Previously, J.D. Power reviewed the 2020 Subaru Outback. This review focuses on the new Outback Wilderness and how its modifications potentially impact its overall appeal to consumers.

What Owners Say About the Subaru Outback - Find the best Subaru deals!

2022 Subaru Outback Wilderness Green Front Quarter View Off-Road

Photo: Christian Wardlaw

According to data collected from verified owners for the J.D Power 2020 Automotive Performance, Execution and Layout (APEAL) Study, 58% of Subaru Outback owners are male (matching the segment), and the median age of an Outback owner is 62 years (vs. 58).

Owners say their favorite things about the Outback are (in descending order) the:

  • Feeling of safety
  • Driving feel
  • Exterior styling
  • Getting in and out
  • Interior design

Owners indicate their least favorite things about the Outback are (in descending order) the: 

  • Driving comfort
  • Setting up and starting
  • Powertrain
  • Infotainment system
  • Fuel economy

In the J.D. Power 2020 APEAL Study, the Outback ranked number seven out of eight midsize SUVs.

What Our Independent Expert Says About the Subaru Outback Wilderness - Find the best Subaru deals!

In the sections that follow, our independent expert provides an analysis of an Outback Wilderness equipped with the following options:

  • Navigation system
  • Power sunroof
  • Reverse automatic braking

The price of the test vehicle came to $39,965, including the $1,125 destination charge.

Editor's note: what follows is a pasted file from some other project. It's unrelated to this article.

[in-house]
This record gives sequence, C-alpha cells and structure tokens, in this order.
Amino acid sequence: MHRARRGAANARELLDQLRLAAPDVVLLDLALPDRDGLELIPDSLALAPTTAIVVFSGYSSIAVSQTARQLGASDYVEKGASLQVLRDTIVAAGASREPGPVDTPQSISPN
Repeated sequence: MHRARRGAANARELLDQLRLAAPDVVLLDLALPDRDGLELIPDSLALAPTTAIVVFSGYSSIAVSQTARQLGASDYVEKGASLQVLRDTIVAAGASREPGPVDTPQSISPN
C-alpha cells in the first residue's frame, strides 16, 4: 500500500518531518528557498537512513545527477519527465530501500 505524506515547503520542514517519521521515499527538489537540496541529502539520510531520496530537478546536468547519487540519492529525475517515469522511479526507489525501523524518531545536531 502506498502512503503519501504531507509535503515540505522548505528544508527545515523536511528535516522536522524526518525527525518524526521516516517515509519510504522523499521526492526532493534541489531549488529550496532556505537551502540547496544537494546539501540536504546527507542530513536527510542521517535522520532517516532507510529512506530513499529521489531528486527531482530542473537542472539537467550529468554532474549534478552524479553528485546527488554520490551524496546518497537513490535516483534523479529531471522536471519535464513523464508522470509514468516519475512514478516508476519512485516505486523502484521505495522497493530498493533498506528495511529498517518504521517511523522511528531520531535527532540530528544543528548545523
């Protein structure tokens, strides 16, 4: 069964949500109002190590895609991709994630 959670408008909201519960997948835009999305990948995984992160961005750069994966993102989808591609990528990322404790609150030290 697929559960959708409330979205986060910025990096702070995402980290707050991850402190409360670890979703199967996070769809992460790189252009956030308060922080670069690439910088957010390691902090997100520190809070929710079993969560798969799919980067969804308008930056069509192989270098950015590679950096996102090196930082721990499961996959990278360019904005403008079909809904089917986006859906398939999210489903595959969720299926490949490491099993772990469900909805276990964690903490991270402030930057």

Outback Wilderness Design Blends Form with Function

2022 Subaru Outback Wilderness White Roof Top Tent

Photo: Christian Wardlaw

The Outback Wilderness’s design changes are partly about function and partly about form. It has the popular blacked-out look, taken even further than the Onyx Edition XT with black instead of chrome window surrounds, a matte black hood decal, a black interior headliner, and gunmetal interior trim.

Design changes include a new grille pattern, hexagonal LED fog lights, exclusive matte-finish black wheels, white-lettered all-terrain tires, oversized wheel arch trim, and redesigned front and rear bumpers. The new bumpers improve the approach angle to 20 degrees and the departure angle to 23.6 degrees, while the lifted suspension increases ground clearance to 9.5 inches and raises the breakover angle to 21.2 degrees.

Subaru uses Anodized Copper accents for the Wilderness’s badges and to identify important locations on the outside of the vehicle. They include the front bumper tow hook anchor points and roof rail tie-down points. Geyser Blue paint is available only for the Outback Wilderness, and Subaru claims its rally-racing heritage and the beauty of America’s national parks inspired the new blue hue.